THE PEOPLE'S REPUBLIC OF CALIFORNIA - This site is dedicated to exposing the continuing Marxist Revolution in California and the all around massive stupidity of Socialists, Luddites, Communists, Fellow Travelers and of Liberalism in all of its ugly forms.

"It was a splendid population - for all the slow, sleepy, sluggish-brained sloths stayed at home - you never find that sort of people among pioneers - you cannot build pioneers out of that sort of material. It was that population that gave to California a name for getting up astounding enterprises and rushing them through with a magnificent dash and daring and a recklessness of cost or consequences, which she bears unto this day - and when she projects a new surprise the grave world smiles as usual and says, "Well, that is California all over."

- - - - Mark Twain (Roughing It)

Tuesday, May 26, 2015

Supreme Court could take away 6 California congressional seats

Scum and Villainy
Six less jerks going to a nest of corruption.  
I'm trying to see the downside.

(Los Angeles Times)  -  The U.S. Supreme Court's agreement Tuesday to hear a case that could potentially overhaul how political districts are drawn has sparked waves of speculation among political and legal wonks -- including questions as to how a ruling could affect California's clout in Congress.

The case, which the court will hear this fall and rule on next year, centers on the "one person, one vote" principle that has long guided how political districts are drawn. Currently, districts are drawn to be of roughly equal size based on total population. But a Texas conservative group wants those lines to be drawn based on citizens who can vote.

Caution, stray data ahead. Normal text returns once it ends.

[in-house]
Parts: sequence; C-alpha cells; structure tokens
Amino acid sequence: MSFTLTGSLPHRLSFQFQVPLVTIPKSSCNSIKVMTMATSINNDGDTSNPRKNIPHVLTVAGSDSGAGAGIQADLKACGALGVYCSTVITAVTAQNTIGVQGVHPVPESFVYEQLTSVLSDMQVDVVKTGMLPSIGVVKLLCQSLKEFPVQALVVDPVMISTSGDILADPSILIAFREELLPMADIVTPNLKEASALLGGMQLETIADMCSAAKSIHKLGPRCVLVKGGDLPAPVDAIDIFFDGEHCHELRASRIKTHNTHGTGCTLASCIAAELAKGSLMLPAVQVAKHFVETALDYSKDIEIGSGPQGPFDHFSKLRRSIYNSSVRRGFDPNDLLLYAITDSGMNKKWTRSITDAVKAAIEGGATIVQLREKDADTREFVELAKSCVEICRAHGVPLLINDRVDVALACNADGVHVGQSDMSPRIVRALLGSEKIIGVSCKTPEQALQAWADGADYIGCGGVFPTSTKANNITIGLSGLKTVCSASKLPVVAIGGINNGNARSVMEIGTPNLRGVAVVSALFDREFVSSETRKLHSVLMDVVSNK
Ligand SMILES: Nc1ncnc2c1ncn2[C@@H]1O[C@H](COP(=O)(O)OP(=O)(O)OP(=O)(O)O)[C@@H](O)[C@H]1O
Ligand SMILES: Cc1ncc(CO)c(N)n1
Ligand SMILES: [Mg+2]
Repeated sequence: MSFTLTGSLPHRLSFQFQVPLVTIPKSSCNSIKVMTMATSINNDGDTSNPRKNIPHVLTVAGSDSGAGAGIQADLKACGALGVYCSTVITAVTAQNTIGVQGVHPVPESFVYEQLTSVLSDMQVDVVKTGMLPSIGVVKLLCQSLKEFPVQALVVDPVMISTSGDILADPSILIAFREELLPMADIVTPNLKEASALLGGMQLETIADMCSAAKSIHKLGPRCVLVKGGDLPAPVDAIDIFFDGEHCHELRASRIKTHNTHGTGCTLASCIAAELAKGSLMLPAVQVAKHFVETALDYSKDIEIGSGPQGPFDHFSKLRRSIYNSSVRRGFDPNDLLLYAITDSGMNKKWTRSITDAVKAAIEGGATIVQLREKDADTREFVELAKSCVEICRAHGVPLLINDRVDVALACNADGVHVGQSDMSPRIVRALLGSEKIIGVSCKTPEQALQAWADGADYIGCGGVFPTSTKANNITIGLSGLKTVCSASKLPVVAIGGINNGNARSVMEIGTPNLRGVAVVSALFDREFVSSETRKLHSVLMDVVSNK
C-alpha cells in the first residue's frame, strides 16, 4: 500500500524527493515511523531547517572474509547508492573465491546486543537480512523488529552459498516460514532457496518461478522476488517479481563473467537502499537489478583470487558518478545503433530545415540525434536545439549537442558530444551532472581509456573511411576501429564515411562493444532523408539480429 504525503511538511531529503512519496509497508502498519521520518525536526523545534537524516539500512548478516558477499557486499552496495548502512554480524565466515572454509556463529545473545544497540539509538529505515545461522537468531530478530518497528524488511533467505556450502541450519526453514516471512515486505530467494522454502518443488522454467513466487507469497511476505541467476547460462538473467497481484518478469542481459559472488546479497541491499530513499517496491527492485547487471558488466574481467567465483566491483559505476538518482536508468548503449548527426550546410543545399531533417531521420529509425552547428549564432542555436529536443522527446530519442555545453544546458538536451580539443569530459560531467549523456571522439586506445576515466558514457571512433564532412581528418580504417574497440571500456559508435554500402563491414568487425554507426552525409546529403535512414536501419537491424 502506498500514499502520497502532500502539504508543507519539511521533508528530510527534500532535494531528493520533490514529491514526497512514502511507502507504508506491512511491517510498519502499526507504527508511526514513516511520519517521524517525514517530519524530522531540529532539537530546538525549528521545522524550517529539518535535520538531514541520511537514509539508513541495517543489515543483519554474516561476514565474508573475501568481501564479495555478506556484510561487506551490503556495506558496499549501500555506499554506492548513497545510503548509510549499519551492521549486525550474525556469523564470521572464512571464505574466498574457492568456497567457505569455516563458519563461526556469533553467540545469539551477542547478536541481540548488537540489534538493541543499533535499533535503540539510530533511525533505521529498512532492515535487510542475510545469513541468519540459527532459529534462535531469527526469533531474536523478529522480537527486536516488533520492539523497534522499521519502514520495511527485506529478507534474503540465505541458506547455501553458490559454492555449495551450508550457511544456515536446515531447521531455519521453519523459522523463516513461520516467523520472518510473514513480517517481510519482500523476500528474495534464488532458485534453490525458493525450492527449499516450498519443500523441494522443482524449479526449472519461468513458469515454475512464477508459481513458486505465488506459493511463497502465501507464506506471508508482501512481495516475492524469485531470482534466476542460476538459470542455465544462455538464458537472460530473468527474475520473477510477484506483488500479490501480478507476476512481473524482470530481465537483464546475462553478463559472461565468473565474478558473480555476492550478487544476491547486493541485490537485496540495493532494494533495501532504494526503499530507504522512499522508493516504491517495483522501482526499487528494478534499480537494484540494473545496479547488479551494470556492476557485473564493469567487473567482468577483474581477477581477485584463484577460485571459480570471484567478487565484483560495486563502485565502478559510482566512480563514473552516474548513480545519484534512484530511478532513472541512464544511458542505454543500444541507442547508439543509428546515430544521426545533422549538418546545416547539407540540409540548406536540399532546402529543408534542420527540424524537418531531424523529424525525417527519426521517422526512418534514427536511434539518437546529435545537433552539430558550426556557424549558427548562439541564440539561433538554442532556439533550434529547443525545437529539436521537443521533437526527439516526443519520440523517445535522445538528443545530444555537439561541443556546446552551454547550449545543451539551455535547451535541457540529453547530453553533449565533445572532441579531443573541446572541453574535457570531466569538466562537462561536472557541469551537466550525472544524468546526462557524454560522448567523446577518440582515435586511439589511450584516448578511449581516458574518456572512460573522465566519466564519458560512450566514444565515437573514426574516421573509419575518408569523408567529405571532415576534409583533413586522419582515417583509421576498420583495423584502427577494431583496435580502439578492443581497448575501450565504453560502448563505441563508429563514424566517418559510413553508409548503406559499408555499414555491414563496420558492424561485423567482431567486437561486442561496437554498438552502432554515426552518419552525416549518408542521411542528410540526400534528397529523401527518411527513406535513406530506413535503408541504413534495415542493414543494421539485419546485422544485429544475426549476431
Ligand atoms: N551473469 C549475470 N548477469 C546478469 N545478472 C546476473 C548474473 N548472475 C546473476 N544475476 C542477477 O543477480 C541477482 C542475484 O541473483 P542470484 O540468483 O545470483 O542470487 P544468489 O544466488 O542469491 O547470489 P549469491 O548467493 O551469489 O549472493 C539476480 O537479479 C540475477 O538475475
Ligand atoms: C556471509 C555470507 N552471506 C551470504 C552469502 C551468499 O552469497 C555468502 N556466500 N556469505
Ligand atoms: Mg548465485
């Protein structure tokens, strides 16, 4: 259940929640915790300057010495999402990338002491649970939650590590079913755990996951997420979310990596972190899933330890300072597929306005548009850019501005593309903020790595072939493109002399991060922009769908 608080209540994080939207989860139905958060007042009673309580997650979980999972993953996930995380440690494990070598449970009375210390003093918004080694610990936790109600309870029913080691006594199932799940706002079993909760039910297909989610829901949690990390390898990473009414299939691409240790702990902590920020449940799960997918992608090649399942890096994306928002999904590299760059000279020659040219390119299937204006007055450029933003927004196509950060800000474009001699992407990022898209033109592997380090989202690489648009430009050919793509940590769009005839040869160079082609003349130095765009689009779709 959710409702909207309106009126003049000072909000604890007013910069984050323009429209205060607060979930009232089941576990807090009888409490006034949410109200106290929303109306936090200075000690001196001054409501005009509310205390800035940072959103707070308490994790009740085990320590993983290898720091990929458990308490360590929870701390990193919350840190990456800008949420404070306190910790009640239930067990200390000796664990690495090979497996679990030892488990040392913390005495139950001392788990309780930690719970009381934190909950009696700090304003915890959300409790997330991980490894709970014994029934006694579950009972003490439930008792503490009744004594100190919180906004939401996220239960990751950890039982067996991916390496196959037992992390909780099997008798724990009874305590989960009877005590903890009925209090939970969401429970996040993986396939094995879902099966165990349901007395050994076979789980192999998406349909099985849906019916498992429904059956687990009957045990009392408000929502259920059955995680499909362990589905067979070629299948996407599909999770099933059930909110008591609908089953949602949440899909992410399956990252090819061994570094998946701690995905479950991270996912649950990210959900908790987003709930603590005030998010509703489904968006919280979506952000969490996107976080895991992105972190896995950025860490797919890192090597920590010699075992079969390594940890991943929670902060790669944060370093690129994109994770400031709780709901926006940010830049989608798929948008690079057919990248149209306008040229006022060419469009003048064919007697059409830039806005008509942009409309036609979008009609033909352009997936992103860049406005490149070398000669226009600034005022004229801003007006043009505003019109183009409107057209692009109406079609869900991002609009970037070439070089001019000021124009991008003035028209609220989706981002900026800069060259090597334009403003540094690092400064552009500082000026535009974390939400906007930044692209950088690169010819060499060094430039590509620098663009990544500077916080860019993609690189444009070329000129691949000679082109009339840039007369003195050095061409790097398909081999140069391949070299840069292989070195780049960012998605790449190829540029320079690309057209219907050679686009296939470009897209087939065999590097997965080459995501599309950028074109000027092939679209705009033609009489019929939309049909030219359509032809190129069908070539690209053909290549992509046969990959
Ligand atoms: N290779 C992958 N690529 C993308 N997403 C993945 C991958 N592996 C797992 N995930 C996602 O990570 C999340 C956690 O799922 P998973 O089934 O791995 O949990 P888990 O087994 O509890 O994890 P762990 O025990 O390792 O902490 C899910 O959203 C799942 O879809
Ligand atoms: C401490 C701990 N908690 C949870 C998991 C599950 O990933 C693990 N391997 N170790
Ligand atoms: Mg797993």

Although the case pertains to state and local districts, experts say the justices could issue a ruling broad enough to also affect congressional lines, as well as the number of representatives each state sends to the House of Representatives.

Congressional seats are apportioned every 10 years, based on the census. States with large noncitizen populations -- such as California -- may be assigned fewer seats if only eligible voters are considered.

If the court's ruling affected reapportionment, "California would be the biggest loser," said Paul Mitchell, vice president of consulting firm Political Data Inc.

Mitchell estimated that California would lose six congressional seats, dropping to 47 seats from 53. Texas, which also has large numbers of people living in the country illegally, would face the second-largest drop,  going to 32 seats from 36.

"The average size of a congressional district would go from the current 710,000 to approximately 500,000 per seat," Mitchell said. 

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